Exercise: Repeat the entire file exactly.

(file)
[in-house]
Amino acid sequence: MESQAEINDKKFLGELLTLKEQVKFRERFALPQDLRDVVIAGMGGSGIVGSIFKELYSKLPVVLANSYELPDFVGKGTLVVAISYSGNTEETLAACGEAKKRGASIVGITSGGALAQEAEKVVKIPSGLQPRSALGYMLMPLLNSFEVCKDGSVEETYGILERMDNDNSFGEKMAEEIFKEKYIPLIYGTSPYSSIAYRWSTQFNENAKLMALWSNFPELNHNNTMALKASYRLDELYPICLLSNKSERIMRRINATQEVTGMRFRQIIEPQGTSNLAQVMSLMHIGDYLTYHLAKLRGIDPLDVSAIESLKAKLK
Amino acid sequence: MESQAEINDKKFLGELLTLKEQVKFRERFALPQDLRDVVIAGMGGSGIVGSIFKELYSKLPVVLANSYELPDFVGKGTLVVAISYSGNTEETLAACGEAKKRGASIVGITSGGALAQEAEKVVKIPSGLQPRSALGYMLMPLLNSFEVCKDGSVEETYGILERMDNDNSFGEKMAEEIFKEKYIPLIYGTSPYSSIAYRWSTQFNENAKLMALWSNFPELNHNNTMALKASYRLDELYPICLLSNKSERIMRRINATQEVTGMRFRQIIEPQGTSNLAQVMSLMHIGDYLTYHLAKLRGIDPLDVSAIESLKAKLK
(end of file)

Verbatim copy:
[in-house]
Amino acid sequence: MESQAEINDKKFLGELLTLKEQVKFRERFALPQDLRDVVIAGMGGSGIVGSIFKELYSKLPVVLANSYELPDFVGKGTLVVAISYSGNTEETLAACGEAKKRGASIVGITSGGALAQEAEKVVKIPSGLQPRSALGYMLMPLLNSFEVCKDGSVEETYGILERMDNDNSFGEKMAEEIFKEKYIPLIYGTSPYSSIAYRWSTQFNENAKLMALWSNFPELNHNNTMALKASYRLDELYPICLLSNKSERIMRRINATQEVTGMRFRQIIEPQGTSNLAQVMSLMHIGDYLTYHLAKLRGIDPLDVSAIESLKAKLK
Amino acid sequence: MESQAEINDKKFLGELLTLKEQVKFRERFALPQDLRDVVIAGMGGSGIVGSIFKELYSKLPVVLANSYELPDFVGKGTLVVAISYSGNTEETLAACGEAKKRGASIVGITSGGALAQEAEKVVKIPSGLQPRSALGYMLMPLLNSFEVCKDGSVEETYGILERMDNDNSFGEKMAEEIFKEKYIPLIYGTSPYSSIAYRWSTQFNENAKLMALWSNFPELNHNNTMALKASYRLDELYPICLLSNKSERIMRRINATQEVTGMRFRQIIEPQGTSNLAQVMSLMHIGDYLTYHLAKLRGIDPLDVSAIESLKAKLK